A dog from the coastal Pacific Northwest may likely have been the only genuine “purebred” dog bred in pre-contact North America. The extinct Salish Wool Dog was intentionally bred for its fur that was spun into yarn and woven into blankets. This dog’s unique role in society —that of a genuine “pet” —was a precursor of things to come. As Schwartz explains, “The Pacific Northwest, with its plentiful supply of salmon and timber, provided its residents with riches unparalleled in other hunter-gatherer societies. Wealth, warfare, and elaborate rituals characterized the cultures of this area.” Among these rituals was a practice among the Salish people to segregate their small wool dogs from the common “village” dogs in order to prevent the kind of cross-breeding that was inevitable everywhere else on the continent. “These special dogs, with either thick white woolly hair or a long brownish-black coat, were sheared twice a year and kept on islands to prevent interbreeding with hunting dogs,” writes Schwartz. “Each day women would paddle out to the dogs’ islands with food and water.” During the winter months, the small dogs were brought into the communities’ large plank houses where they became companions to the women who spun their coats into yarn. “To produce the blankets, women combined sheared dog hair with mountain goat wool, adding goose down and the fluff of the fireweed plant, and then rubbed the fibers with white clay,” according to Schwartz who indicates that a woman’s wealth was counted in the number of dogs she owned. When Captain George Vancouver charted the region in 1792 for the British Crown, he made an entry in his journal that makes mention of North America’s first purebred. “The dogs belonging to this tribe of Indians were numerous, and much resembled those of Pomerania, though in general somewhat larger. They were all shorn as close to the skin as sheep are in England,” he noted. Ironically, it was the introduction of sheep from Great Britain that made the Salish Wool Dog obsolete in its native land. Ultimately, its unique role within its wealthy community of traders could not save this purebred dog from extinction.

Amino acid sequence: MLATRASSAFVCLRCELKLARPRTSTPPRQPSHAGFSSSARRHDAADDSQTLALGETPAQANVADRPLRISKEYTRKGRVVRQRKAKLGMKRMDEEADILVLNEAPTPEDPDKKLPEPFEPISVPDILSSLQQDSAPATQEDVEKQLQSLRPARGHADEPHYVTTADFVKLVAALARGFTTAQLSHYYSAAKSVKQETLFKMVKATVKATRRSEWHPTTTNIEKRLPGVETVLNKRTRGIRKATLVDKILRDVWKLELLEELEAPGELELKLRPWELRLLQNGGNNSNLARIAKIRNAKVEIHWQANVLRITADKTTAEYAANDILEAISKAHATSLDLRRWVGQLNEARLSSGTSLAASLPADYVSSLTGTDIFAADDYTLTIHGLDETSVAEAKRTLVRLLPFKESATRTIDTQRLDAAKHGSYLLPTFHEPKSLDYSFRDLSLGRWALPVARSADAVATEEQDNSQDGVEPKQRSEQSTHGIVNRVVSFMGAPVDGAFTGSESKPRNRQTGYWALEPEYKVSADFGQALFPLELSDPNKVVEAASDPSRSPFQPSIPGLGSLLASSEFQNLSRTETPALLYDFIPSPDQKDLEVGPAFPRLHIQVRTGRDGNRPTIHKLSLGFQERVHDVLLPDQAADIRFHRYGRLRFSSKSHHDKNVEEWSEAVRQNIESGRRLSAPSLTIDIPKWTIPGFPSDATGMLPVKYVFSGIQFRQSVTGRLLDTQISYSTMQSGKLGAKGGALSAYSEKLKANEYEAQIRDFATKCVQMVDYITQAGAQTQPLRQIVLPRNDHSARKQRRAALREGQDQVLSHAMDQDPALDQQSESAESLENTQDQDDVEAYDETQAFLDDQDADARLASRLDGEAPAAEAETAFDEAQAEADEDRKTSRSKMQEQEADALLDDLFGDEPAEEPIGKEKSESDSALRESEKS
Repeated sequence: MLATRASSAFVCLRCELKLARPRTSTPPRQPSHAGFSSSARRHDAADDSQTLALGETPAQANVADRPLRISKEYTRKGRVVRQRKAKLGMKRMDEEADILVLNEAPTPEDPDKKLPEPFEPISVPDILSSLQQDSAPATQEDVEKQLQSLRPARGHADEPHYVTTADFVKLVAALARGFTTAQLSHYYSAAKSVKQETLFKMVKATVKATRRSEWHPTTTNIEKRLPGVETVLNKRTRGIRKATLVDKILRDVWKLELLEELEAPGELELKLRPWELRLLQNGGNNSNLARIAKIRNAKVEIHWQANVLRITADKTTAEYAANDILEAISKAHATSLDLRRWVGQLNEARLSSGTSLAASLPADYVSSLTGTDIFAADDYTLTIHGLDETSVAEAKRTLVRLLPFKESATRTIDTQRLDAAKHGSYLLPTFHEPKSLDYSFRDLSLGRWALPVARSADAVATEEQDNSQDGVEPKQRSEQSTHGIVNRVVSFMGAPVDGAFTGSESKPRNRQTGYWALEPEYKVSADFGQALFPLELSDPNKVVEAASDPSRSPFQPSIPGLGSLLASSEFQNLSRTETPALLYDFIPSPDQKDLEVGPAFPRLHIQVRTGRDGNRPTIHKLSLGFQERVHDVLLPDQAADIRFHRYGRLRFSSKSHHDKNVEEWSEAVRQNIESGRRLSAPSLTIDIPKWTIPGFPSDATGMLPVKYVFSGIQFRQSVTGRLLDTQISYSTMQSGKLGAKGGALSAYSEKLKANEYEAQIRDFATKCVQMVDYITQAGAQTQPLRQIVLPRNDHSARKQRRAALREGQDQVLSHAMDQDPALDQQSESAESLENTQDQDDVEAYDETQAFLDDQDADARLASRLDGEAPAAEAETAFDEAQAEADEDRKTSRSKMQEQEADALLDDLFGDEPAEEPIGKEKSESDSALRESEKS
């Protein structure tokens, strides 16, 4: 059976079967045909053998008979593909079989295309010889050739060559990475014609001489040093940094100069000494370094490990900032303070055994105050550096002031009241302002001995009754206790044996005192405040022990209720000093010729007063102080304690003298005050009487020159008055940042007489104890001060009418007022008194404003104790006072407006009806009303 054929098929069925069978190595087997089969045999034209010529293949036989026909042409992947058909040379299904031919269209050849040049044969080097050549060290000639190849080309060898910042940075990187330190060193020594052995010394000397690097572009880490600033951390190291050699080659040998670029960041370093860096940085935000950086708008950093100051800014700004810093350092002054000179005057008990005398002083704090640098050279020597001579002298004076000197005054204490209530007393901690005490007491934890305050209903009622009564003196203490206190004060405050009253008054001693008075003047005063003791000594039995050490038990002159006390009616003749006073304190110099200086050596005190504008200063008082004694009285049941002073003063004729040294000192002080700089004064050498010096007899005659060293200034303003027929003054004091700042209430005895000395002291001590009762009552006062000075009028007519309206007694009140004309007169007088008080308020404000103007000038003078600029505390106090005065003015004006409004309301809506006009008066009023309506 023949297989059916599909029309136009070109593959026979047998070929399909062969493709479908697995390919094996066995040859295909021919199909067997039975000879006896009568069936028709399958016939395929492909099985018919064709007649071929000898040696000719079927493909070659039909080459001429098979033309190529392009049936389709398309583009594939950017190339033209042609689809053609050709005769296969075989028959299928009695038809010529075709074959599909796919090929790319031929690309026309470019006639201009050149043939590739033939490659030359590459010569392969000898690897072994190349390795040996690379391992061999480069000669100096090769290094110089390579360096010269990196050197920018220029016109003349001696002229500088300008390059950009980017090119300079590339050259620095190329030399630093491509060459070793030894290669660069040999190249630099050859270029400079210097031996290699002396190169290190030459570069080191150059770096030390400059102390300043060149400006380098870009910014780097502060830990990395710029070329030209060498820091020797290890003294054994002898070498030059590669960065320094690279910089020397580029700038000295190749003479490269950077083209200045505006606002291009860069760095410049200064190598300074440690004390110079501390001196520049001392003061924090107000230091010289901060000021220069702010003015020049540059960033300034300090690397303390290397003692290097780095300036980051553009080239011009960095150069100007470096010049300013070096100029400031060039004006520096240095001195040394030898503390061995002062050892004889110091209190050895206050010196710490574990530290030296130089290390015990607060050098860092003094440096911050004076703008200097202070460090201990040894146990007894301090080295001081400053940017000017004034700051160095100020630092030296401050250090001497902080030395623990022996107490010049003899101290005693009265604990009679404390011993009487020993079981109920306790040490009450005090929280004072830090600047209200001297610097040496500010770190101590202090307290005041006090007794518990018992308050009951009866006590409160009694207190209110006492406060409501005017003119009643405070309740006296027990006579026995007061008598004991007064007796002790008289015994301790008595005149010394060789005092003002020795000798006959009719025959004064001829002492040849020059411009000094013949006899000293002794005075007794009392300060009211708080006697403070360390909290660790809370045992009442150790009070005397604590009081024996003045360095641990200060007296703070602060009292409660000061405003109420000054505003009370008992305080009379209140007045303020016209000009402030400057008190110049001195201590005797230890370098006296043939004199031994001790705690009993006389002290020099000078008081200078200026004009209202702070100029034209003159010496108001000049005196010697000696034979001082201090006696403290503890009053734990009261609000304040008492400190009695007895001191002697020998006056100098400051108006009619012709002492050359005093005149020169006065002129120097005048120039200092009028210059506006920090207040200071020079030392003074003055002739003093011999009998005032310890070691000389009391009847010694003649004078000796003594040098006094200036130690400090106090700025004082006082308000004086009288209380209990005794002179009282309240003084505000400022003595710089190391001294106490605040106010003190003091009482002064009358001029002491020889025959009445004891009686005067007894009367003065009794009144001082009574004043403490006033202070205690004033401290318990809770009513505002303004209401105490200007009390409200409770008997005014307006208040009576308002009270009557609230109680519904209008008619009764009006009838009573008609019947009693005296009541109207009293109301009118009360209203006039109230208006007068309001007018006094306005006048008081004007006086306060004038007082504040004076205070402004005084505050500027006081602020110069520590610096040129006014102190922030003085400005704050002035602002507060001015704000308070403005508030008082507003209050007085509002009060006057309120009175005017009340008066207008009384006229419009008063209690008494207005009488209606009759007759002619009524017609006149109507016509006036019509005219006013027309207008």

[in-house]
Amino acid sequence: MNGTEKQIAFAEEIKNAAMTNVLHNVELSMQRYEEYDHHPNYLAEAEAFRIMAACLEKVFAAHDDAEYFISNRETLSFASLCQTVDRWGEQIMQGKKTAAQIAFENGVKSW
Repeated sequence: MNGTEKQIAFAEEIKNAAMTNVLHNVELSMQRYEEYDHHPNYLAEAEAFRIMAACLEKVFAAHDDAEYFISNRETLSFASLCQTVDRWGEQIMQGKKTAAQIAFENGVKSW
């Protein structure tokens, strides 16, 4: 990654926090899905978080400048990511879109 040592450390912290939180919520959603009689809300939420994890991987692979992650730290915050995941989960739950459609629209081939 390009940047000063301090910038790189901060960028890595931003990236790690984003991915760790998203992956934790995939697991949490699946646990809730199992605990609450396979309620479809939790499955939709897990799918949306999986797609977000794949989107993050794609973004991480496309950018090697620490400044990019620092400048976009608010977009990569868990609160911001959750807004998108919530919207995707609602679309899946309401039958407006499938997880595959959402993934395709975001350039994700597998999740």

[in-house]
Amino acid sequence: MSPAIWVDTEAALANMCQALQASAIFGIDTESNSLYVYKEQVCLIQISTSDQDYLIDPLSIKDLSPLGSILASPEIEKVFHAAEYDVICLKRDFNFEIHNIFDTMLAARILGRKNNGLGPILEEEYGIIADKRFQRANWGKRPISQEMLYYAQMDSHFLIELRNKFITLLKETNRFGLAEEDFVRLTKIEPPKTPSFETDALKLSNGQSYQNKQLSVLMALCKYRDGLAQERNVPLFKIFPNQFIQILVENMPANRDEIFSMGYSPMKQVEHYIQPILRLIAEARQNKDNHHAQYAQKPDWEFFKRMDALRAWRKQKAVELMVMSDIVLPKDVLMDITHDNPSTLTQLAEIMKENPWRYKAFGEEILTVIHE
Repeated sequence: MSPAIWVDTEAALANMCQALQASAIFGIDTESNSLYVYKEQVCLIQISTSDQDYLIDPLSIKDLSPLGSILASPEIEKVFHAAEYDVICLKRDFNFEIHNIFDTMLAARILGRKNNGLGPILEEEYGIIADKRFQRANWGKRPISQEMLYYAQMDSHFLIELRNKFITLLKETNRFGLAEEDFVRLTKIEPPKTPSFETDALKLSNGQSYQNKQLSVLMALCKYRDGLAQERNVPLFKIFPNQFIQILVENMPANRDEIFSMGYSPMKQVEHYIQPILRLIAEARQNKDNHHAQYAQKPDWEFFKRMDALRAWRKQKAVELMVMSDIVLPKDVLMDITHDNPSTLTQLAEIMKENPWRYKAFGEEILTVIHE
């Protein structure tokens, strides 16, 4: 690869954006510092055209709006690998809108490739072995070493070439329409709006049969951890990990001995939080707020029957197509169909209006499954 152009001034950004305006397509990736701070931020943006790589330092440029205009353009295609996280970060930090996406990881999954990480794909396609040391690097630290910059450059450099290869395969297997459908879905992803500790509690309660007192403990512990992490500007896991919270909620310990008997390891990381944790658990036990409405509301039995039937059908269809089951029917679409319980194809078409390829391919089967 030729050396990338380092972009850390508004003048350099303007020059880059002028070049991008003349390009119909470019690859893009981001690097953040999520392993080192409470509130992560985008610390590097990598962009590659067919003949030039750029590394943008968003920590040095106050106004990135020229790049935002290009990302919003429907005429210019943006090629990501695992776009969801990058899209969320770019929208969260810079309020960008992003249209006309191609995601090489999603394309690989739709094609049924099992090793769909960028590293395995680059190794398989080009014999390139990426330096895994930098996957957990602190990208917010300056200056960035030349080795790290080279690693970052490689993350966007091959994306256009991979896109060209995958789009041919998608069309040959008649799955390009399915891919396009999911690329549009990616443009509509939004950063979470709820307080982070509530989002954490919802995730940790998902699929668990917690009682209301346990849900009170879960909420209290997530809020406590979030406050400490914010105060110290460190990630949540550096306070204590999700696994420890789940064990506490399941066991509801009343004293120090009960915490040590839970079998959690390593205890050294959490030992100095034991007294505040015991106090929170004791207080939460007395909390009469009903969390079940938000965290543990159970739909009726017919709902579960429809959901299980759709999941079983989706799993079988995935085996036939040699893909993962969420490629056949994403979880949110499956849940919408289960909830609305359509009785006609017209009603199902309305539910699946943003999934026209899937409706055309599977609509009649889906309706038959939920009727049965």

Below – Commonly used to hunt rabbit and chase deer, the native dogs of California were said to be barkless.